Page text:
The results of our systematic review are limited by the availability of studies in the public domain and, specifically, on PubMed. Because of the heterogeneity of studies and the types of outcomes reported, we were unable to formally assess for publication bias, although it does seem likely that many small negative studies remain unpublished.
There remains a lack of definitive evidence regarding either the efficacy or the toxicity of metoclopramide for the treatment of GERD in infants. Under such conditions, clinicians cannot adequately assess the risk-benefit profile of the drug when treating infants with GERD. Additional work is needed to clarify the subpopulations most likely to be harmed or benefited by metoclopramide therapy, the optimal dosing for these subgroups, and the most valid and clinically significant outcome measures in these populations. Ultimately, a large randomized placebo-controlled clinical trial of metoclopramide will be necessary. Until such a study is completed, clinicians can only continue to judiciously treat and monitor the infants with GERD under their care.
- Accepted March 8, 2006.
- Address correspondence to Anna Maria Hibbs, MD, Rainbow Babies & Children’s Hospital, Division of Neonatology, 11100 Euclid Ave, Cleveland, OH 44106. E-mail:
The authors have indicated they have no financial relationships relevant to this article to disclose.
- ↵Gold BD. Outcomes of pediatric gastroesophageal reflux disease: in the first year of life, in childhood, and in adults … oh, and should we really leave Helicobacter pylori alone? J Pediatr Gastroenterol Nutr.2003;37 (suppl 1):S33–S39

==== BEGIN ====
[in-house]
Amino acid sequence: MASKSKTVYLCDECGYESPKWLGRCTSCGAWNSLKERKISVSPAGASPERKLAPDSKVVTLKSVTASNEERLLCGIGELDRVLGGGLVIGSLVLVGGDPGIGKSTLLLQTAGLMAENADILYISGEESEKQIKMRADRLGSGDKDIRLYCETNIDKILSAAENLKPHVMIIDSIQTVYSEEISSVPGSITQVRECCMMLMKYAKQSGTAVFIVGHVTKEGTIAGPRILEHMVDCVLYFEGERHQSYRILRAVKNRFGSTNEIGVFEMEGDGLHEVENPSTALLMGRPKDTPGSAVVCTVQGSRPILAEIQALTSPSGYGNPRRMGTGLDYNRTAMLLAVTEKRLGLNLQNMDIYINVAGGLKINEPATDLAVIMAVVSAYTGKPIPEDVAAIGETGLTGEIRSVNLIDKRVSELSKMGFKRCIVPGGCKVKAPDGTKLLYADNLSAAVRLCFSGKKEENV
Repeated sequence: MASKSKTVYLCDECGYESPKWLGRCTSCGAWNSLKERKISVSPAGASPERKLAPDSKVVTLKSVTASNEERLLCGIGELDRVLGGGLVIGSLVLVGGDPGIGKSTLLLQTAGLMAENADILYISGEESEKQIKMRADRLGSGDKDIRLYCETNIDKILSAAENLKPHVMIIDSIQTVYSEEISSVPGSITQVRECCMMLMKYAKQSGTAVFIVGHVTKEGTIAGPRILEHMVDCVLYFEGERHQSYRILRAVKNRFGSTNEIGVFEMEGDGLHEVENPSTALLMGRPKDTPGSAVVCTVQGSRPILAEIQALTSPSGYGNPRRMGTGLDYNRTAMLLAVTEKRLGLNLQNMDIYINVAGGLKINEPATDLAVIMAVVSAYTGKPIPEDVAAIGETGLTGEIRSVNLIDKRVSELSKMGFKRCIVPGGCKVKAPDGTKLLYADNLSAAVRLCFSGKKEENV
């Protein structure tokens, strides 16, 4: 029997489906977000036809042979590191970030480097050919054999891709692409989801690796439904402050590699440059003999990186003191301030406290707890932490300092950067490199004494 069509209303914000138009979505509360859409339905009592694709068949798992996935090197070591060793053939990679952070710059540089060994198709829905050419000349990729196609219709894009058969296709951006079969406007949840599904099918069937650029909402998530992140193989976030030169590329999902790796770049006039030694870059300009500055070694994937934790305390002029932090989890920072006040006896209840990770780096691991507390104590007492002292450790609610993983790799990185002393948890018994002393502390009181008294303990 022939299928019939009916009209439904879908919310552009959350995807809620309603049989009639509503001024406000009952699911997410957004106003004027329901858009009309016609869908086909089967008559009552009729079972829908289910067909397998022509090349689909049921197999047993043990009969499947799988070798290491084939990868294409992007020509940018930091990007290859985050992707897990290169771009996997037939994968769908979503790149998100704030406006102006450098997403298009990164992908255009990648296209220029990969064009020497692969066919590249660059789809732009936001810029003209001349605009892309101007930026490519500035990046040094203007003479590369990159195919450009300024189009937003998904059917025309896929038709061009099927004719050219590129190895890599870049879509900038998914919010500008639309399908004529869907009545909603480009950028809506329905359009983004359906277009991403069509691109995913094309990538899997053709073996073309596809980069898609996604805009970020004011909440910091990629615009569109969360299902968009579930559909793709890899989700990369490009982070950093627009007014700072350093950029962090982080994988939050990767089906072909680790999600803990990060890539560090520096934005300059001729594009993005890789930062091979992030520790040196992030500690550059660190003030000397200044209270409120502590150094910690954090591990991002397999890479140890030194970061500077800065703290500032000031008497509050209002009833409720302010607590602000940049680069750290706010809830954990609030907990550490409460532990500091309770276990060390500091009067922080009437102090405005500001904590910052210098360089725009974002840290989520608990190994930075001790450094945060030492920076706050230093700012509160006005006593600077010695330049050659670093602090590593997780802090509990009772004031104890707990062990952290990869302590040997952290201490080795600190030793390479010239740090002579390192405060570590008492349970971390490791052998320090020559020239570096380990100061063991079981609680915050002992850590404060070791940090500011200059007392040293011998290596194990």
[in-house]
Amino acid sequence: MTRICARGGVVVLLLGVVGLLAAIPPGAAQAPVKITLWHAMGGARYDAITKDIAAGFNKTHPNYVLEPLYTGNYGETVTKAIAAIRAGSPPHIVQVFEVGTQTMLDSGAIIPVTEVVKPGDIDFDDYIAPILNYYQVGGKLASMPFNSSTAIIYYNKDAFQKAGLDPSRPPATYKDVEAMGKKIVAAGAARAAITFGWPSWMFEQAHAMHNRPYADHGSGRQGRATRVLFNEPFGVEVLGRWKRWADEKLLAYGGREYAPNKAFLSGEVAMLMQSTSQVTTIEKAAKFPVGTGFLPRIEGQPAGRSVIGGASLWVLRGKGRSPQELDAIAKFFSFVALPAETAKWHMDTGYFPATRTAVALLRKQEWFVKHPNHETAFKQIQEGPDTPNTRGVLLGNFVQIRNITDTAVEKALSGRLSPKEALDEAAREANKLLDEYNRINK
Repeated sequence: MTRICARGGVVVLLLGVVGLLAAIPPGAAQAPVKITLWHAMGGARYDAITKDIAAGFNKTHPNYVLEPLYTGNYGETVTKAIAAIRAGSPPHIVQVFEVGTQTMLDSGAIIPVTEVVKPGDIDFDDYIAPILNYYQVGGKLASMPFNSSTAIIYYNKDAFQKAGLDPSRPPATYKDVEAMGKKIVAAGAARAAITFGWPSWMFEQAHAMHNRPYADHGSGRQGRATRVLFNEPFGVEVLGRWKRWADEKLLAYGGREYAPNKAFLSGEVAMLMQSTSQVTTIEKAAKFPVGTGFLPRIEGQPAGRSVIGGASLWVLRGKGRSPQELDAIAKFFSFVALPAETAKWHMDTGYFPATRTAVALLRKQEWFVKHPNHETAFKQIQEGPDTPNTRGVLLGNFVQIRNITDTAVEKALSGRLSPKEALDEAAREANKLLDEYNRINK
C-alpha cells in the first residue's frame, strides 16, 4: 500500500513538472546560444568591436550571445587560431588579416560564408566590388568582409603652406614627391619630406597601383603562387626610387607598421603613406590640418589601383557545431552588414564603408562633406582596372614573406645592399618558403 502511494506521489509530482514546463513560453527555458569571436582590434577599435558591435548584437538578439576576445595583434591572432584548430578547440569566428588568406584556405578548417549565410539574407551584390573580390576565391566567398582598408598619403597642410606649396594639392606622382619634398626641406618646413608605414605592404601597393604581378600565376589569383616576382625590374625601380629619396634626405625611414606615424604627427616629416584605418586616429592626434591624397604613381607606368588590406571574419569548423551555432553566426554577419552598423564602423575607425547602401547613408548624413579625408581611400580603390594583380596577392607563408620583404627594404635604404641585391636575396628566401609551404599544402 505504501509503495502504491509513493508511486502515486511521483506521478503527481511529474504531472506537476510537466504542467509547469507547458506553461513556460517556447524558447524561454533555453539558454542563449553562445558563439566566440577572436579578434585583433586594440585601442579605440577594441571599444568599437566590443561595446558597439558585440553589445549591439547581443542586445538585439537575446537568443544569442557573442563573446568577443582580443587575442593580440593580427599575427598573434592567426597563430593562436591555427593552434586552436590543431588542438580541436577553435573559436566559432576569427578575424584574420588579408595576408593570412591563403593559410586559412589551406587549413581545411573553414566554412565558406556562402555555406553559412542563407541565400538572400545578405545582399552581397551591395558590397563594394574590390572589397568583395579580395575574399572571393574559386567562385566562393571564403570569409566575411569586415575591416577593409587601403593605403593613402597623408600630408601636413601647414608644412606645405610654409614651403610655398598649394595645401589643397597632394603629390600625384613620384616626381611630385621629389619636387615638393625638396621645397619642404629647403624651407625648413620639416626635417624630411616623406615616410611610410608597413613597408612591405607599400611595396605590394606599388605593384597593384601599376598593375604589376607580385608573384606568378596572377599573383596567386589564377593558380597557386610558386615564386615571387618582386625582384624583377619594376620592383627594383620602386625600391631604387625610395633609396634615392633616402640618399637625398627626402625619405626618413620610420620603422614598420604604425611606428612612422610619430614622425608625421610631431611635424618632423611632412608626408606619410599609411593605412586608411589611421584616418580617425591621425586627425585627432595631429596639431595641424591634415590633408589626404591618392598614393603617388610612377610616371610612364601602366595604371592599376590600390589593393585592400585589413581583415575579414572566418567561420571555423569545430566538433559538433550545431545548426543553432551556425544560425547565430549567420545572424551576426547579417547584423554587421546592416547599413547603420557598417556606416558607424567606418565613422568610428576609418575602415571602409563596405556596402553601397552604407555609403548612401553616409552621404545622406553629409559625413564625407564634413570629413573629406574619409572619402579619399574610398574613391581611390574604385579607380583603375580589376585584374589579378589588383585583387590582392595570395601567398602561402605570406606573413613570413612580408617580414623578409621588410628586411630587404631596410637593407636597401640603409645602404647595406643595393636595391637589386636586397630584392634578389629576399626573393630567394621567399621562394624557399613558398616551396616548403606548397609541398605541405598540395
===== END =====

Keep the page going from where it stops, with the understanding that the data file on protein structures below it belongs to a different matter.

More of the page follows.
- ↵Rudolph CD, Mazur LJ, Liptak GS, et al. Guidelines for evaluation and treatment of gastroesophageal reflux in infants and children: recommendations of the North American Society for Pediatric Gastroenterology and Nutrition. J Pediatr Gastroenterol Nutr.2001;32 (suppl 2):S1–S31
- Di Fiore JM, Arko M, Whitehouse M, Kimball A, Martin RJ. Apnea is not prolonged by acid gastroesophageal reflux in preterm infants. Pediatrics.2005;116 :1059– 1063
- ↵Poets CF. Gastroesophageal reflux: a critical review of its role in preterm infants. Pediatrics.2004;113 (2). Available at: www.pediatrics.org/cgi/content/full/113/2/e128
- ↵Leung AKC, Lai PCW. Use of metoclopramide for the treatment of gastroesophageal reflux in infants and children. Curr Ther Res Clin Exp.1984;36 :911– 915
- ↵Kaplan S; Department of Health and Human Services; Public Health Service; Food and Drug Administration; Center for Drug Evaluation and Research. Metoclopramide: drug use data review (Myzan, NDA 21-645). 2005. Available at: www.fda.gov/ohrms/dockets/ac/05/briefing/2005-4167B1_02_11-FDA-Tab11-Review.pdf. Accessed June 9, 2006
- ↵Craig WR, Hanlon-Dearman A, Sinclair C, Taback S, Moffatt M. Metoclopramide, thickened feedings, and positioning for gastro-oesophageal reflux in children under two years. Cochrane Database Syst Rev.2004(4):CD003502
- ↵Harris RP, Helfand M, Woolf SH, et al. Current methods of the US Preventive Services Task Force: a review of the process. Am J Prev Med.2001;20 (3 suppl):21–35
- Orenstein SR. Management of supraesophageal complications of gastroesophageal reflux disease in infants and children. Am J Med.2000;108 (suppl 4a):139S–143S
- Copyright © 2006 by the American Academy of Pediatrics